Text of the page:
Germany averaged 4 anti-Semitic crimes a day in 2017 — govt data
Germany saw an average of four anti-Semitic crimes per day in 2017, according to preliminary government data cited by the Tagesspiegel newspaper. The final tally is expected to be even higher.
Police registered a total of 1,453 crimes which targeted Jews last year, according to the figures. That number consisted of 32 acts of violence, 160 instances of property damage, and 898 cases of incitement.
A right-wing motive was behind 1,377 of the cases, or 95 percent of the total, according to police. Authorities attributed 33 of the crimes to foreign-born anti-Semites, not including Islamists.
Furthermore, 25 of the crimes were “religiously motivated,” with some involving either foreign-born or German Muslims with extremist beliefs. Police were unable to divine a political motive in 17 of the cases, while one case of incitement was found to have a left-wing motive.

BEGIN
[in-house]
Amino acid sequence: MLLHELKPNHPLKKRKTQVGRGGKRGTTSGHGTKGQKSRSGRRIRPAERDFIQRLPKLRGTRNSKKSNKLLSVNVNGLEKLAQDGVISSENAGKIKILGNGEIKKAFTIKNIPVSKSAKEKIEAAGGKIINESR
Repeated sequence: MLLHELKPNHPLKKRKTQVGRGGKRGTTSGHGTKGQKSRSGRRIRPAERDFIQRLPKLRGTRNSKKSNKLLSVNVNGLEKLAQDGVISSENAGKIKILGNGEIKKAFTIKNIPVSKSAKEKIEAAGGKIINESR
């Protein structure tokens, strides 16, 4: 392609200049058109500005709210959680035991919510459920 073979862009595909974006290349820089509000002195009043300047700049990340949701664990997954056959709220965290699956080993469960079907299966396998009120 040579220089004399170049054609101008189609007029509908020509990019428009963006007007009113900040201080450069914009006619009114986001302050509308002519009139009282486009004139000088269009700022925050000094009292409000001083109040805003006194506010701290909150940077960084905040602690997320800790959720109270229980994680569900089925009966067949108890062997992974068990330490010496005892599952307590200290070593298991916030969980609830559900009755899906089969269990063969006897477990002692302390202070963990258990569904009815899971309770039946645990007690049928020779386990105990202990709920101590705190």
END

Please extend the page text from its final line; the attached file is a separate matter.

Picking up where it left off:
The data were compiled following an inquiry from Bundestag vice president and Left party lawmaker Petra Pau. However, the number is expected to rise as data provided by German federal states is not final, according to Tagesspiegel.
Speaking to the newspaper, Pau said she was seriously concerned about the data, adding that “the number of unreported cases could be considerably higher” since many victims are reluctant to report such crimes.
The figures come after German lawmakers passed a bill last month to implement tougher laws dealing with anti-Semitism, including the creation of a commissioner to develop and follow a strategy for tackling anti-Semitic sentiments and crimes. Migrants who express such views would also be deported if the bill were passed.
Anti-Semitic incidents have prompted a response from the Jewish community in Germany. In December, Jewish leader Charlotte Knobloch, the former head of the Central Council of Jews in Germany and the current president of the Jewish Community of Munich and Upper Bavaria, said anti-Semitism has “grown on the right and the left, in the Muslim community and also in the heart of Germany society.”
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